Washington, DC — Interior Secretary Ryan Zinke has repeatedly said he wants to fill growing staff shortfalls in national parks and refuges by moving employees from headquarters and regional offices to “front line” field positions. But figures obtained by Public Employees for Environmental Responsibility (PEER) indicate that there are not enough bodies in these agencies’ rear echelons to fill the gaps.

PEER looked at staffing in the National Park Service (NPS) and U.S. Fish & Wildlife Service (FWS) in 2007, late in George W. Bush’s tenure, compared to 2017. Those figures show over the past decade–

  • Total headquarters staff fell 13% and 12.5% for NPS and FWS, respectively;
  • Total regional office staff levels fell 7% in FWS, for a net loss of 179 positions. In NPS, total regional office staffing grew less than 1% by a total of 9 slots; and
  • There was little evidence of grade creep. Each agency had fewer super-grade Senior Executive Service (SES) positions and approximately the same number of GS-14s and GS-15s, the top civil servant ratings, despite aging workforces with big Baby Boomer contingents.

“Not only are there fewer staff in many of these central offices, but the number of parks and refuges they support and the complexity of the management issues they face have both grown substantially during the past decade,” stated PEER Executive Director Jeff Ruch, pointing to Sec. Zinke’s recent controversial reassignment of an estimated 50 SES slots. “Arbitrary ‘my-way-or-the-highway’ moves without consultation or even a known objective will not serve either Mr. Zinke or Interior well.”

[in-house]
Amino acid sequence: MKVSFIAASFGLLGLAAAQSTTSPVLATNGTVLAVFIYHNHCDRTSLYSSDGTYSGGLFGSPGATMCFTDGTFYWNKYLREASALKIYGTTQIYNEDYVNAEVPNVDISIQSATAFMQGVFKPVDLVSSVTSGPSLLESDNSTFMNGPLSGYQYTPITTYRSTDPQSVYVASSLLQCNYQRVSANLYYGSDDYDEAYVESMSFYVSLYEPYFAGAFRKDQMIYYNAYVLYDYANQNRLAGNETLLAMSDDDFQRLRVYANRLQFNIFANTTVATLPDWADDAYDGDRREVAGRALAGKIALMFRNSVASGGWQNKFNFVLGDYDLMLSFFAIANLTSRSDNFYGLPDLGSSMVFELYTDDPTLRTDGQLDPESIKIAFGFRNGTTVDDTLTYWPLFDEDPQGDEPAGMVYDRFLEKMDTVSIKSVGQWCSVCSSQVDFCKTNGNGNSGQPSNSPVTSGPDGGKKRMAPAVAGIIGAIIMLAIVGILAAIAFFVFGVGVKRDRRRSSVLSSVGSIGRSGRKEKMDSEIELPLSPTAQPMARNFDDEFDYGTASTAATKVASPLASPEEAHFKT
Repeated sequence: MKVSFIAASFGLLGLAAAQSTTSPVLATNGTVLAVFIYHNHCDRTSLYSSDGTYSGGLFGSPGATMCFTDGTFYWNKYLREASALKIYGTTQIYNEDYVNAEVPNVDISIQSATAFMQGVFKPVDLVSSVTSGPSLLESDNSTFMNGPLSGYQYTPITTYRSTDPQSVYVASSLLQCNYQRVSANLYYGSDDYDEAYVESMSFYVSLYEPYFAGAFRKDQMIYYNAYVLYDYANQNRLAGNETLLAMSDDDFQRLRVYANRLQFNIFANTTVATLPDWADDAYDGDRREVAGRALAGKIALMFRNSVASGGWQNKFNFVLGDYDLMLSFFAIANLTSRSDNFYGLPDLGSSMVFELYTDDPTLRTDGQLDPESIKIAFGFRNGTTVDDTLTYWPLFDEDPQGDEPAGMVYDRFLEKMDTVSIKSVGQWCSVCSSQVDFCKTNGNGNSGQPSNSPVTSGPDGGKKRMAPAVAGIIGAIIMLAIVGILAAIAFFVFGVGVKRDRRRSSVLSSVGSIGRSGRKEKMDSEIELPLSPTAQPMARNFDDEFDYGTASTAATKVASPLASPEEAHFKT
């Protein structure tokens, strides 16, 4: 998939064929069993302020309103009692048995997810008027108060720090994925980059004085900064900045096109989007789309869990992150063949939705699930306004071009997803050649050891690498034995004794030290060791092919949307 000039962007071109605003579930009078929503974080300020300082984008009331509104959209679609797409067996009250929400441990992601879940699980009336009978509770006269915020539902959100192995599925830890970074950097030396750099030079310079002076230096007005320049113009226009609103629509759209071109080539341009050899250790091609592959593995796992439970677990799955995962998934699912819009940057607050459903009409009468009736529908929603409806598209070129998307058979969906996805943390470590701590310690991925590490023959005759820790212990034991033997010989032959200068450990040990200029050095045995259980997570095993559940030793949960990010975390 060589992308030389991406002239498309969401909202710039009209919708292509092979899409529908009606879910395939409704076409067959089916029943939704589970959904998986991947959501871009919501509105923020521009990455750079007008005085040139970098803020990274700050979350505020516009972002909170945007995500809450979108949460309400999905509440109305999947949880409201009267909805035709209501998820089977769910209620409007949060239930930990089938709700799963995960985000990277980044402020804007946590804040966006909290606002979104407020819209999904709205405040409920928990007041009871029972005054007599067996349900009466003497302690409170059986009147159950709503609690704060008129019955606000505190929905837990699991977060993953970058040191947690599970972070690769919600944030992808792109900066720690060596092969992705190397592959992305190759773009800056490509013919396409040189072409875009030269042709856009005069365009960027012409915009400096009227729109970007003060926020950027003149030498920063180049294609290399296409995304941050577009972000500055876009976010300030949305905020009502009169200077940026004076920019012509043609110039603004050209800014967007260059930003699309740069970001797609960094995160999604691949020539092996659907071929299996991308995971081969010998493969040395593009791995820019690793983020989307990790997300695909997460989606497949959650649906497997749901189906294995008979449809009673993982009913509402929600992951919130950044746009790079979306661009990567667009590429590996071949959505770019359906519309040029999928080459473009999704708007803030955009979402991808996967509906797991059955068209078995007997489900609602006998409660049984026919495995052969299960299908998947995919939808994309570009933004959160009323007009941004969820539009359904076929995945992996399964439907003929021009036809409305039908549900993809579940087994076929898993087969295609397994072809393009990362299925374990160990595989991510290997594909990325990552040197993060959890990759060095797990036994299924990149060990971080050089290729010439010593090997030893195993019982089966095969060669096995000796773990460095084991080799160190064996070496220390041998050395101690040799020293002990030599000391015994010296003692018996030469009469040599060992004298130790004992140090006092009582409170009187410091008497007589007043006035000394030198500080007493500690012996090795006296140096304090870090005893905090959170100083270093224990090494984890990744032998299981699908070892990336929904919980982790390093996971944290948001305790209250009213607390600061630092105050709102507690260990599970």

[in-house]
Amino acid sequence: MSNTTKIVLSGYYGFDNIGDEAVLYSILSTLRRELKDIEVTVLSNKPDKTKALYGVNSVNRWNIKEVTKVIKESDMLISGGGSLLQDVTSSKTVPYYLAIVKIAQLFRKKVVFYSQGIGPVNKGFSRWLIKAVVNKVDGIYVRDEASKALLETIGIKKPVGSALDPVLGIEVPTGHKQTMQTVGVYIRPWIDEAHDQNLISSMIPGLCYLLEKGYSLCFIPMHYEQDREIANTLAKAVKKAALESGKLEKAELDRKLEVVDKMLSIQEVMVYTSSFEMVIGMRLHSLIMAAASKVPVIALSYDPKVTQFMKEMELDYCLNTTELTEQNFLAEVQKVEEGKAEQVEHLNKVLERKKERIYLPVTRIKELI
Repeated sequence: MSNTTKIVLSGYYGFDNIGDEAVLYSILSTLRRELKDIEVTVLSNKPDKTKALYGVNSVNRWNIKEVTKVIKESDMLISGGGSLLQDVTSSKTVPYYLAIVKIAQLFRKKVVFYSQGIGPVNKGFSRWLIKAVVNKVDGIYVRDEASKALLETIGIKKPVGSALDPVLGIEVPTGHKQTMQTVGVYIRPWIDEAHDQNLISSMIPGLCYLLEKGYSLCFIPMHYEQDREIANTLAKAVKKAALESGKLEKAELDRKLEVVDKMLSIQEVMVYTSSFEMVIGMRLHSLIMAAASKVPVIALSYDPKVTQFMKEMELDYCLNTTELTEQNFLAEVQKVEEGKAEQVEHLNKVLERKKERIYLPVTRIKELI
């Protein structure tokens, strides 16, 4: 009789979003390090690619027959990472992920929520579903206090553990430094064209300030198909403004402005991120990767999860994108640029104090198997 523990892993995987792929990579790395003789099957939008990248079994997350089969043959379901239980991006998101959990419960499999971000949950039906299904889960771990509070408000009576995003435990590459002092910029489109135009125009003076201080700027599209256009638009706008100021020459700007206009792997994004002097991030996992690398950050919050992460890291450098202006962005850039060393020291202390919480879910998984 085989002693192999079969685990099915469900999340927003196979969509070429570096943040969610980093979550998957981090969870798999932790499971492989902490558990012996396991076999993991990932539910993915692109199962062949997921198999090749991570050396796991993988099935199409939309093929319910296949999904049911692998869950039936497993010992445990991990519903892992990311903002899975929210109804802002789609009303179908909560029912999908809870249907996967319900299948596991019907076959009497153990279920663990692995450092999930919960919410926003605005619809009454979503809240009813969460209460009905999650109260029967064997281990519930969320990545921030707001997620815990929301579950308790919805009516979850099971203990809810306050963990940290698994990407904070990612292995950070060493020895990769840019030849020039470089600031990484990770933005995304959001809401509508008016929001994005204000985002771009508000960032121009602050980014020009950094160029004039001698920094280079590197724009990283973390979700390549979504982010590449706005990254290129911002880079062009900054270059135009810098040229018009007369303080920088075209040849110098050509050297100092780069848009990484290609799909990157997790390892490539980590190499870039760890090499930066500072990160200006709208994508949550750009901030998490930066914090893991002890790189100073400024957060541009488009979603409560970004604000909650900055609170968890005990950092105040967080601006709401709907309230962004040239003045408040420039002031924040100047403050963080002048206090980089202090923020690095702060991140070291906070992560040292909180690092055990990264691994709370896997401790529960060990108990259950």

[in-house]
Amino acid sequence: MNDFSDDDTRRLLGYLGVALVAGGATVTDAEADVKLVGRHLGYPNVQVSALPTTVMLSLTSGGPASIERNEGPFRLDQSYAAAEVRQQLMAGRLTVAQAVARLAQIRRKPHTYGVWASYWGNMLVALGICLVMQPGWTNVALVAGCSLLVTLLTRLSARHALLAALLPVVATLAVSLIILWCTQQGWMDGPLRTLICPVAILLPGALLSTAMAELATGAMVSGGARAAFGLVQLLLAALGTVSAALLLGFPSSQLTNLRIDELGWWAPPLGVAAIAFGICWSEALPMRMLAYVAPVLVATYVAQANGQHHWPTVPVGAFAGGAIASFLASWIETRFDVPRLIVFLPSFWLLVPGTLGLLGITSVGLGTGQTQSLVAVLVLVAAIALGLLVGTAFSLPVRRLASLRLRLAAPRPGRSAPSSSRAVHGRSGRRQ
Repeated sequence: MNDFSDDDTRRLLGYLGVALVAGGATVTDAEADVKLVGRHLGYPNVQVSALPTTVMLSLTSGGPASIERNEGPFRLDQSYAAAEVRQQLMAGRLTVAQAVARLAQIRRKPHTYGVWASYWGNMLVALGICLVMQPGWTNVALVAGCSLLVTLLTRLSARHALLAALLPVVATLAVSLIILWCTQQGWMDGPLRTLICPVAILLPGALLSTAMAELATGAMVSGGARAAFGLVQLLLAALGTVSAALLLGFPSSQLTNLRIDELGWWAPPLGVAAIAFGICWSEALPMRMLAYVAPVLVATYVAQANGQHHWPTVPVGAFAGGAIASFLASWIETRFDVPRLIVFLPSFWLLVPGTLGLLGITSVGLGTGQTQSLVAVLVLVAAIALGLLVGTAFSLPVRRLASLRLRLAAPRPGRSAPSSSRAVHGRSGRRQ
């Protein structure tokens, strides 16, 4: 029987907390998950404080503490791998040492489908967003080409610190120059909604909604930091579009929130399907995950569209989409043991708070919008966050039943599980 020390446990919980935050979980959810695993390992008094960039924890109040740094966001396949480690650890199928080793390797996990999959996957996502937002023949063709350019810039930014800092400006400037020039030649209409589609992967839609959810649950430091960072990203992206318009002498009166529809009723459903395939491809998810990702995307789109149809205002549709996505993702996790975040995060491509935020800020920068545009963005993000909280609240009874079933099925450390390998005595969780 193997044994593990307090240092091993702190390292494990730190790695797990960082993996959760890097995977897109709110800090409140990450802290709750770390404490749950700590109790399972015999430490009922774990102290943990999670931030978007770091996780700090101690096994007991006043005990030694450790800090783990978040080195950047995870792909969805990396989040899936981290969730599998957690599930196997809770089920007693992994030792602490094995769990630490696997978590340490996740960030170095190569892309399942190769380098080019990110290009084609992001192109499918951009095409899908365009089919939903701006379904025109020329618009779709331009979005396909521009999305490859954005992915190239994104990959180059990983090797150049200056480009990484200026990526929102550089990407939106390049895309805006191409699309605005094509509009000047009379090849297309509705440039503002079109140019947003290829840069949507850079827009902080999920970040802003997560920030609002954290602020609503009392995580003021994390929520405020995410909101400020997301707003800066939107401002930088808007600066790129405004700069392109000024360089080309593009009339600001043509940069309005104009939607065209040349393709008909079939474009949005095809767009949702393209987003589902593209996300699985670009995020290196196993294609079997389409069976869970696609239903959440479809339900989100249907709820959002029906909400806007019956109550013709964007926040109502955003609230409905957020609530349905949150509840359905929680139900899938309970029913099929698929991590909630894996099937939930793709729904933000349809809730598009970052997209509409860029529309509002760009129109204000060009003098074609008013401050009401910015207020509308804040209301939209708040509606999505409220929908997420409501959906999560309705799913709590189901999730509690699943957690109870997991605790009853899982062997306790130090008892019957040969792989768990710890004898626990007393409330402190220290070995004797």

Putting these numbers into context, it seems clear that the hemorrhaging losses in the field cannot be stanched by transfers. Over the past decade, the entire NPS workforce shrunk by more than a fifth with those losses accelerating year-by-year. During the 2009-2014 period, the NPS lost a net of more than 470 employees each year. In 2014 alone, that NPS had a net loss of more than 800 positions.

“If Secretary Zinke emptied every single employee out of both Headquarters and all regional offices into the field it would not make up for the Park Service staff losses in just the past five years,” Ruch added, noting that the Trump budget calls for double-digit cuts in both agencies. “Tired generalities about cutting middle management no longer cut it. Secretary Zinke owes Congress, the public and his own employees a concrete plan with real numbers and performance measures.”

The personnel situation in national wildlife refuges managed by FWS is even more dire. More than half of the national wildlife refuges no longer have their own manager. Hundreds of wildlife refuges have been “complexed” – collapsed into each other – and many have no staff at all.

In a 2017 PEER survey of all refuge managers, inadequate staffing was by far the number one concern, with more than 9 out of 10 saying that their refuges had already lost so much staff that they could no longer fulfill their “core conservation mission.”


Look at 2007 vs. 2017 NPS HQ and regional staffing

Compare 2007 vs. 2017 FWS HQ and regional staffing

See plummeting Park Service staff

View hollowing out of our National Wildlife Refuge System

Read 2017 PEER refuge manager survey results

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